Introducing the BCG Sustainable Economic Development Assessment

Introducing the BCG Sustainable Economic Development Assessment

          
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Introducing the BCG Sustainable Economic Development Assessment

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    Assessing Long-term Sustainability

    In addition to assessing current well-being and recent progress, SEDA also analyzes sustainability, which provides a sense of how well nations are positioned for the future. Assessing sustainability is difficult but important because of its potential value in creating development strategies.

    As we developed our methodology, we found that five of our ten key sustainability factors have an especially large impact on the ten dimensions of socioeconomic development: education and skills development, health care, investment capacity, public finances, and economic institutions. (See Exhibit 4.)

    exhibit

    Education and skills development illustrate the way in which a sustainability factor can influence multiple dimensions of development. This factor comprises five indicators: female primary enrollment, tertiary gross enrollment, years of primary through tertiary schooling, the ratio of public-school teachers to students, and average test scores in math and science. Any one or a combination of these indicators will have an impact on the long-term sustainability of improvements in income, economic stability, income equality, civil society, governance, education, health, and environmental stewardship.

    As with the indicators used to measure current-level development and recent progress on each dimension of social and economic development, we identified the best available measurements and data sources for each indicator of sustainability. We then scored each country’s ability to sustain development along each of the ten dimensions, as well as overall.

    To confirm that the framing and mix of our indicators correspond to the impact of the key sustainability factors on future changes in a country’s social and economic development, we performed two basic back-testing exercises. (For details, see the Appendix.) First, we compared each country’s improvements in the key sustainability factors with its 2011 recent-progress SEDA score. Second, we compared each country’s improvement in the key sustainability factors with improvements in its current-level score. Both tests had positive results, suggesting that countries that improved the most over the past decade in terms of sustainability factors register higher recent-progress scores as well as greater improvement in current-level scores. This persuaded us that SEDA is using the right indicators to analyze levels of well-being and their sustainability, though additional testing is necessary.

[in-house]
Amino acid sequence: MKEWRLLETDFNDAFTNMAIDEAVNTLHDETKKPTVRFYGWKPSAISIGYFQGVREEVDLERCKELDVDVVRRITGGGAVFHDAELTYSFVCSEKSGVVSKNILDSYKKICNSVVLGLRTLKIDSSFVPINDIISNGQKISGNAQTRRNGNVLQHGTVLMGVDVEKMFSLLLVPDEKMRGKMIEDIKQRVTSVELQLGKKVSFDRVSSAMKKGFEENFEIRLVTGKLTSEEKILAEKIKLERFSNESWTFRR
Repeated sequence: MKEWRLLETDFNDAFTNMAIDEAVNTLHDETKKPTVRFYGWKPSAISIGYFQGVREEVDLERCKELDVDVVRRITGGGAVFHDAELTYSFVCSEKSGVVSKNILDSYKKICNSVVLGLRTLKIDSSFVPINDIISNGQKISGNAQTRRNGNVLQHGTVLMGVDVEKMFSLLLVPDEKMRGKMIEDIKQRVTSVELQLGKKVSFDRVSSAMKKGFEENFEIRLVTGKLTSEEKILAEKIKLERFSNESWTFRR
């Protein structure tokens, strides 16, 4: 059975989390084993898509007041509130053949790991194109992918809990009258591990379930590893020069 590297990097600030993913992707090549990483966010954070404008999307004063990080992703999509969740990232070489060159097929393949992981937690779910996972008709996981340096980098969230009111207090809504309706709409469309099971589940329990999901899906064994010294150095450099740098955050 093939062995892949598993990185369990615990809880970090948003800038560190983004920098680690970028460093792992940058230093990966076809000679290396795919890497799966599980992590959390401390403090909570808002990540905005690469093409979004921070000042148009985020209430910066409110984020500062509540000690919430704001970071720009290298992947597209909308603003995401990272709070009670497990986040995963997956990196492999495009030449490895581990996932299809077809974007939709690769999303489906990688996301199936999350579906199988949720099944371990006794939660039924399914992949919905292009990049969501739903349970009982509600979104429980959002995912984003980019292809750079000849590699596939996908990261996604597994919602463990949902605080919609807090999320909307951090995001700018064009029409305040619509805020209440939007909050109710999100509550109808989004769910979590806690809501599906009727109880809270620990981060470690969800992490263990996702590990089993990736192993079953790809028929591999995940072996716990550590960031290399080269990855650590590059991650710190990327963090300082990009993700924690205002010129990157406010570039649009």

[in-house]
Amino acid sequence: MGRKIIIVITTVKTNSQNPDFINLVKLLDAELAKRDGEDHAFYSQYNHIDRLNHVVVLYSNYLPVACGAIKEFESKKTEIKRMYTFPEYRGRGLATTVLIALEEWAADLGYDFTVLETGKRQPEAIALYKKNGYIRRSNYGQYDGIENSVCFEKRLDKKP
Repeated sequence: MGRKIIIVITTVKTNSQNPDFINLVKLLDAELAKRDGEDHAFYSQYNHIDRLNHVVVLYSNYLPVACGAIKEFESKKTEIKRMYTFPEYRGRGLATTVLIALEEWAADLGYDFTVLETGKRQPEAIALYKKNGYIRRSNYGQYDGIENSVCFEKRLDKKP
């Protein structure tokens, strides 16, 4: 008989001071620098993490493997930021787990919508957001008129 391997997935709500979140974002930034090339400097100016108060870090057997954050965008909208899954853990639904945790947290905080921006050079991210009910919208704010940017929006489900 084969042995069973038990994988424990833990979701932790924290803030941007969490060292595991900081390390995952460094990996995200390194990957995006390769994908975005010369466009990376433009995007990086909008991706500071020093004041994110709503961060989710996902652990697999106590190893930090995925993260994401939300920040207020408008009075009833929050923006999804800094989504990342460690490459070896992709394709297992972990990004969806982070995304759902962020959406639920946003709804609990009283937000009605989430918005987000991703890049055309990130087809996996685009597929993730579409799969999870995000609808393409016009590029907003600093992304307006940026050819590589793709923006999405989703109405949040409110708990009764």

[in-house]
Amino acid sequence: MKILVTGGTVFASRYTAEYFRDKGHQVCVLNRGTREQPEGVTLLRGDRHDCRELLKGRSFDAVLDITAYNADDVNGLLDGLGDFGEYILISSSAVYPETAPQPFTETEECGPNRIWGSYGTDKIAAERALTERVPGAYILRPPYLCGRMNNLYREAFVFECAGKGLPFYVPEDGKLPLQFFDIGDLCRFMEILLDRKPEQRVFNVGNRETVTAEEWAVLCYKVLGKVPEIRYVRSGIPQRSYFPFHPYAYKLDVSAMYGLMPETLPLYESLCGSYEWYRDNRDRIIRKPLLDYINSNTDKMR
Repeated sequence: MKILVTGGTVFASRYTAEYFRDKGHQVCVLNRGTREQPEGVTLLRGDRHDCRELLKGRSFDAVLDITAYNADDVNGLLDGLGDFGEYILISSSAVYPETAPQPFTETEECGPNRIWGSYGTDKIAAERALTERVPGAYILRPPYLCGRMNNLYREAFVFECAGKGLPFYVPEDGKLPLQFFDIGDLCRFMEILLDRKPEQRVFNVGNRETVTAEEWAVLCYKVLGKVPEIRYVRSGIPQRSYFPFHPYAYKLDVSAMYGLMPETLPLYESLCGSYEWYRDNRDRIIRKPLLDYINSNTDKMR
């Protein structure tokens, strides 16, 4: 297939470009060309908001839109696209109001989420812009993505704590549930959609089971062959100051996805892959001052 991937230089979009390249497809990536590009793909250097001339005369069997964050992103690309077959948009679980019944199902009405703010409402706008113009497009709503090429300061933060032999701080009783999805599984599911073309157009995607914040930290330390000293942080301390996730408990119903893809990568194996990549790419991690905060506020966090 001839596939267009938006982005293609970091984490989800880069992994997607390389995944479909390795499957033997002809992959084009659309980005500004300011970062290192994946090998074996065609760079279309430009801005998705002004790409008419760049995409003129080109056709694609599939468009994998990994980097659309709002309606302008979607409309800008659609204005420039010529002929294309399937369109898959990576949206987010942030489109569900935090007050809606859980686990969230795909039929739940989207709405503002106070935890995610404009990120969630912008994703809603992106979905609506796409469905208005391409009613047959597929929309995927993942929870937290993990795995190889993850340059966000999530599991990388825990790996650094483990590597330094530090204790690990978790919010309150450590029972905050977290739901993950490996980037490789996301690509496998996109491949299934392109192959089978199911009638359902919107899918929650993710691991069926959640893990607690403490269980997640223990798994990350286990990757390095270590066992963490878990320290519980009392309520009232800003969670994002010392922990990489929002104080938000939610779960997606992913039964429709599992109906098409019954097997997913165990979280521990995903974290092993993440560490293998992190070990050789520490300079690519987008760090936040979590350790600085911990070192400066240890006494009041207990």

To get a clearer picture of which sustainability factors distinguish countries with high scores from those with low scores, we again compared groups of countries at similar levels of economic development. One interesting contrast is between the underperforming economies of Portugal, Italy, Ireland, Greece, and Spain and the rest of Western Europe. All five nations lag behind their European peers in investment capacity and public finances, and all but Ireland lag in economic institutions. (See Exhibit 5.)

    exhibit

    We also compared the potential for improvement in three low-income emerging markets in Southeast Asia—Vietnam, Indonesia, and the Philippines. As factory wages rise in China, each of these countries is vying to attract manufacturing investment from foreign companies. Their ability to continue their socioeconomic development is therefore important.

    Vietnam, Indonesia, and the Philippines show common weaknesses in long-term sustainability, scoring poorly in investment capacity, economic institutions, and infrastructure development. Interestingly, while Indonesia’s current-level and recent-progress SEDA scores are the highest of the three, Vietnam has the strongest key sustainability factors, scoring far higher in health care, for example. (See Exhibit 6.) Vietnam scores better in social development as well, largely because of high levels of public safety and trust and stronger intergroup cohesion, and it leads in economic dynamism. Vietnam also leads the Philippines and Indonesia in indices measuring innovation capacity and the ability to do business, suggesting greater potential to increase its pace of improvement.

    exhibit